10 non-firing microcells: R/N=300,000/10=30,000 ohm  C*N=35 fF*10=350 fF
 100 non-firing microcells: R/N=300,000/100=3,000 ohm  C*N=35 fF*100=3.5 pF
 1,000 non-firing microcells: R/N=300,000/1,000=300 ohm  C*N=35 fF*1,000=35 pF
 10,000 non-firing microcells: R/N=300,000/10,000=30 ohm  C*N=35 fF*10,000=350 pF
 As the number of non-firing microcells is increased and the resistance of the equivalent resistance decreases and the capacitance increases, the amount of charge that flows from the bias circuit and Rsense during a breakdown event is decreased. More and more current flows from the non-firing microcells during a breakdown event. The output voltage that is measured on the Vsense node in FIG. 4 decreases with the increasing number of microcells in the SPM pixel. This is shown in FIG. 5. In FIG. 5 the Vsense voltage of FIG. 4 is simulated with a varying number of microcells. As can be seen the increasing number of micrcells leads to a decrease in the output voltage. Additionally this analysis also shows that once the current has been depleted from any capacitances on the Vsense node, it must be replenished and this replenishment will be at the RC time constant of the SPM pixel. However, the simple model of FIG. 4 does not explain why the timing of a SPM pixel is degraded when it is put into a large array. In FIG. 4 the capacitances from bondpads and metal connection tracks has been removed for simplified analysis. In the simple model of FIG. 4 as the number of SPM microcells is increased, as SPM size increases, the RC time constant of the microcell equivalent circuit remains constant. This is shown below for varying microcell count.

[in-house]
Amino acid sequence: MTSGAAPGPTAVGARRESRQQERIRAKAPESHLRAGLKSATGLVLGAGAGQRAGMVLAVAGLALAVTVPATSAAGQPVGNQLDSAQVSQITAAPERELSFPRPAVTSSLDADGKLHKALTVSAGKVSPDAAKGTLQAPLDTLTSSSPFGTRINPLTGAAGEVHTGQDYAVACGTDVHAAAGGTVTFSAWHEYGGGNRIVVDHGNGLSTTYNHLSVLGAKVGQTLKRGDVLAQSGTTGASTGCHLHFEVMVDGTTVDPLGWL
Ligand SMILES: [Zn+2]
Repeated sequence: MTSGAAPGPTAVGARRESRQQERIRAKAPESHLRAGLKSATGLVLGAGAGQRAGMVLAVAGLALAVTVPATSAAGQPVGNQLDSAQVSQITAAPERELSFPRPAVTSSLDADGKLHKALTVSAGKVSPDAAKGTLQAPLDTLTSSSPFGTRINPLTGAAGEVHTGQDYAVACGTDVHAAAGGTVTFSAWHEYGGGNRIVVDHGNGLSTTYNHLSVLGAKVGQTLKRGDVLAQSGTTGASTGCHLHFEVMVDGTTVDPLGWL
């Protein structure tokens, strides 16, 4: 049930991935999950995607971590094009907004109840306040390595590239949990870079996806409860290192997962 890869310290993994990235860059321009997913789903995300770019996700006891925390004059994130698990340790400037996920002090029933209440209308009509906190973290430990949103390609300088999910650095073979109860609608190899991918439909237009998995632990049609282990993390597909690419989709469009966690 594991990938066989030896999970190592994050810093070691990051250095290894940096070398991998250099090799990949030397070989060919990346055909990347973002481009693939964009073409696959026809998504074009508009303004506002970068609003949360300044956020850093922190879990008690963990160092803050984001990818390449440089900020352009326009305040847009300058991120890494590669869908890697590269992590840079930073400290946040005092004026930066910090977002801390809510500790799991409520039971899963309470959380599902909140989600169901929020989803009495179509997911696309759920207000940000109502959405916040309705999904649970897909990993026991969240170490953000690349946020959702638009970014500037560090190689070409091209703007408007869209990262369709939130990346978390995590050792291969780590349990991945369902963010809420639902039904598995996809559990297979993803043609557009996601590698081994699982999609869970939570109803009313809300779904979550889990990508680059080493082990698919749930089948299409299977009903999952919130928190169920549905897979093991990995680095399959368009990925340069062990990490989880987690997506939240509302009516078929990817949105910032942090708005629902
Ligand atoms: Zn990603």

10 non-firing microcells: R/N=300,000/10=30,000 ohm  C*N=35 fF*10=350 fF  RC=(300,000/(10))*((10)*35E-15)=10.5 ns
 100 non-firing microcells: R/N=300,000/100=3,000 ohm  C*N=35 fF*100=3.5 pF  RC=(300,000/(100))*((100)*35E-15)=10.5 ns
 1,000 non-firing microcells: R/N=300,000/1,000=300 ohm  C*N=35 fF*1,000=35 pF  RC=(300,000/(1,000))*((1,000)*35E-15)=10.5 ns
 10,000 non-firing microcells: R/N=300,000/10,000=30 ohm  C*N=35 fF*10,000=350 pF  RC=(300,000/(10,000))*((10,000)*35E-15)=10.5 ns